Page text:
Grammar is mainly about structure and usage, and we may be stretching usage a bit here to include diction, or word choice. However, words mistaken for one another bedevil much writing and are more than worthy of discussion here.


It's all spell check's fault. Well, not really, but spell check can be a very deceptive friend. Although it will catch misspellings, it will not catch misuse, and many a "than" for "then" or "their" for "there" or "they're" has flown by the unwary keyboarder.


But what we're talking about here are genuinely confusing words. Do people who make mistakes get their "just desserts" or "just deserts"? Do I "hone in" on this problem or "home in" on it?


Well, one often gets what one deserves, and it's not always ice cream, alas. It's "deserts," and not in the sense of the Sahara desert, but in a rather archaic gerundial form of "deserve" as "desert," akin to "deal" and "dealt."


Let's home in on a real issue: is it "hone in on" or "home in on"? Personally, this misusage bothers me to no end. I never used to hear this, and all of a sudden, it's everywhere! Well, some research turned up an unexpected delight amind the manure of mangled diction in the form of a new term: It turns out "hone in on" is an eggcorn, as the wonderful World Wide Words site points out.


Home is correct; the word refers to the radio beacons pilots used to guide their planes back to home base in World War II. But "hone" has quickly taken over! Especially since one of its earliest citations: George Bush used it in an 1980 speech, and it's spread like wildfire. It's an eggcorn!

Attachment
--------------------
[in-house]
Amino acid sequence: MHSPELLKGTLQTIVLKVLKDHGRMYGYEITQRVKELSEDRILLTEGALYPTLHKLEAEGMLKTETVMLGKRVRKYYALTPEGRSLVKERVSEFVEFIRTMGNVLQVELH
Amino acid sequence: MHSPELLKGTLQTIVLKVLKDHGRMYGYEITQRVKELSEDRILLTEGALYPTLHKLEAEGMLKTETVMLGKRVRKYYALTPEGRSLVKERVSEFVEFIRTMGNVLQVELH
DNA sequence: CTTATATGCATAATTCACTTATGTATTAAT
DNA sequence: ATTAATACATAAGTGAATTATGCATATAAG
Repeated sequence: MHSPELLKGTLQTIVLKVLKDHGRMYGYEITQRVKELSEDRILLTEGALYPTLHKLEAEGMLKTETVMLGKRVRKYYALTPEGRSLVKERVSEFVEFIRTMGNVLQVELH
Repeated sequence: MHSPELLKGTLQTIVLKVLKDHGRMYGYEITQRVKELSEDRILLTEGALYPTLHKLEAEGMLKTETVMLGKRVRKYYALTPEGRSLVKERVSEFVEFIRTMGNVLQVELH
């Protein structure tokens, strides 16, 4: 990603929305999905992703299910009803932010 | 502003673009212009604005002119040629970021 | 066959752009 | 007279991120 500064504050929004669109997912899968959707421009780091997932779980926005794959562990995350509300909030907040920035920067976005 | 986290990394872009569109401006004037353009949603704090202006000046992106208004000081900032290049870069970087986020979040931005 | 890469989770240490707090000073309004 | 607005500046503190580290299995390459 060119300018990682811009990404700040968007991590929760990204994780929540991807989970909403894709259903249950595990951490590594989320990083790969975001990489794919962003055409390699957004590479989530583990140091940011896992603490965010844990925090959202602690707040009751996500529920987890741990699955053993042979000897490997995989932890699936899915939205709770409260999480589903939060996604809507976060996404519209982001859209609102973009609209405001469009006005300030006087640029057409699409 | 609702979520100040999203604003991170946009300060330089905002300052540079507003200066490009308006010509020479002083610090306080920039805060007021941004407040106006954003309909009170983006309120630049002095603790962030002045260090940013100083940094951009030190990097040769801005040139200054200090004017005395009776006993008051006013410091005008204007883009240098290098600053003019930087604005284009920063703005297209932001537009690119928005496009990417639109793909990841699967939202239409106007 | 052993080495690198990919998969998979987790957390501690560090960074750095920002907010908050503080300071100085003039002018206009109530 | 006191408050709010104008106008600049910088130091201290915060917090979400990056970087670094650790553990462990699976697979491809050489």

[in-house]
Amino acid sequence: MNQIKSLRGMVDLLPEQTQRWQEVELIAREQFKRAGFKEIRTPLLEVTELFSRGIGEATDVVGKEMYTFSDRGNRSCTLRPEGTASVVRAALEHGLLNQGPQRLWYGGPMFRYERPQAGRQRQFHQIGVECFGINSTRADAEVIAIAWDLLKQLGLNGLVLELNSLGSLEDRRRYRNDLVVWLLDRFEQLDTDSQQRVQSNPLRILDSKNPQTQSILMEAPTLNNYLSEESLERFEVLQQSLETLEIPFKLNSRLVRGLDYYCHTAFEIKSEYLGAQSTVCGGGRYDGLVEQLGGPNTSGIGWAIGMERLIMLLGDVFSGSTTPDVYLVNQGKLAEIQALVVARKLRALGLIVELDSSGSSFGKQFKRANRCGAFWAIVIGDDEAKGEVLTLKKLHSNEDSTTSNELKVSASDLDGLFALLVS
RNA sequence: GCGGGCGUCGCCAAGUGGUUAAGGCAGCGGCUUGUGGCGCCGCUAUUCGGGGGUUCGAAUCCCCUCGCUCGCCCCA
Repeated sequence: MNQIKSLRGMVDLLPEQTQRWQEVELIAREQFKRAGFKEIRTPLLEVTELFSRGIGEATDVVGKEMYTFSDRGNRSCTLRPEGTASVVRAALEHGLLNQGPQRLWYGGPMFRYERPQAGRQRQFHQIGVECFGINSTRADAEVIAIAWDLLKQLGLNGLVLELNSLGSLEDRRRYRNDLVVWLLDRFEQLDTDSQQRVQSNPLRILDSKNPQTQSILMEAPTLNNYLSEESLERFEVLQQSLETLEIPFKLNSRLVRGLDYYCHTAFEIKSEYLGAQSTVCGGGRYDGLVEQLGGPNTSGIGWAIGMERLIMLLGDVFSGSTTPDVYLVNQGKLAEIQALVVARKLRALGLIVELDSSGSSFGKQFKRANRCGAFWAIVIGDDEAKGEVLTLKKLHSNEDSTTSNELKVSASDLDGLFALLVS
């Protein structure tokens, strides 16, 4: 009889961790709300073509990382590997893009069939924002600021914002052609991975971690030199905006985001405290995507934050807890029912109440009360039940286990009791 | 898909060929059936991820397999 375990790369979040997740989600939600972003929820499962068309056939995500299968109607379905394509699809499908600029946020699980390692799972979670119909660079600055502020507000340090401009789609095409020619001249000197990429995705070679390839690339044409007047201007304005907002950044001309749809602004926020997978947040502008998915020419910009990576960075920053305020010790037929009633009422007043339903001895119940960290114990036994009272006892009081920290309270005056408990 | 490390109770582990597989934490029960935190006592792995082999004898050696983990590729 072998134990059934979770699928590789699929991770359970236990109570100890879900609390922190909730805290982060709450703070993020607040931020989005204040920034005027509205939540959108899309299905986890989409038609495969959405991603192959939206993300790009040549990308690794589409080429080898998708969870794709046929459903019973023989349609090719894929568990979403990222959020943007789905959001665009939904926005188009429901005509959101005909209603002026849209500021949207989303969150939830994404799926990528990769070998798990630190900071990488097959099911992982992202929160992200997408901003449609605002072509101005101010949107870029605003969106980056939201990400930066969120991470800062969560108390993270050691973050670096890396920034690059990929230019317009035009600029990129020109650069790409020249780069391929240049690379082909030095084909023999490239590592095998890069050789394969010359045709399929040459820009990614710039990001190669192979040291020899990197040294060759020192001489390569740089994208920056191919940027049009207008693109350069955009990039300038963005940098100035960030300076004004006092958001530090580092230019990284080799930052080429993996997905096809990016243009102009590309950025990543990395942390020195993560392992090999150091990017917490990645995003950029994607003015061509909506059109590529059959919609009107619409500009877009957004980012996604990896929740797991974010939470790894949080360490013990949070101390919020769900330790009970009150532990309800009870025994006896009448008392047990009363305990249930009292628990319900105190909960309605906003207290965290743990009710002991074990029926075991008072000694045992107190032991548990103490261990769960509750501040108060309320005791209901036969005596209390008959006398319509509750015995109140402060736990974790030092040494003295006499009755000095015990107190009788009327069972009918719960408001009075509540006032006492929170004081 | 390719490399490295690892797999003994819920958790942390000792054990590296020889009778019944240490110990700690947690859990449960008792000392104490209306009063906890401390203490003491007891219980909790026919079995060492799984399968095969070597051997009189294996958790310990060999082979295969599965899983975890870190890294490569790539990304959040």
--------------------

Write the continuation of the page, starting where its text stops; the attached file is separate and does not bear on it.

Wanna know what an eggcorn is? Home in on this column, next week!

Message Edited by Ellen_Scordato on 08-20-2009 04:59 PM
by Blogger Michelle_Buonfiglio on ‎08-20-2009 06:06 PM
As always, great post, Ellen. I keep this link to "Common Errors in English" handy at all times so I can try not to look more foolish than necessary.  Supposably, we need to set good examples while writing here at UB. The list comes from Paul Brians' "Common Errors in English Usage."
by Phil_K on ‎08-21-2009 01:44 PM

Great topic -- I think a lot of these errors creep into the language because there's a specious logic to them. One of my favorites is the misuse of "hoi polloi" to mean "upper crust" -- it means exactly the opposite, of course, but it sounds like "hoity-toity," so people feel sure it must apply to those Park Avenue swells in their furs and limos. Same with the mispronunciation of "lackadaisical" as "laxadaisical" -- well, those daydreaming types are usually pretty lax when it comes to practical matters, are they not?  

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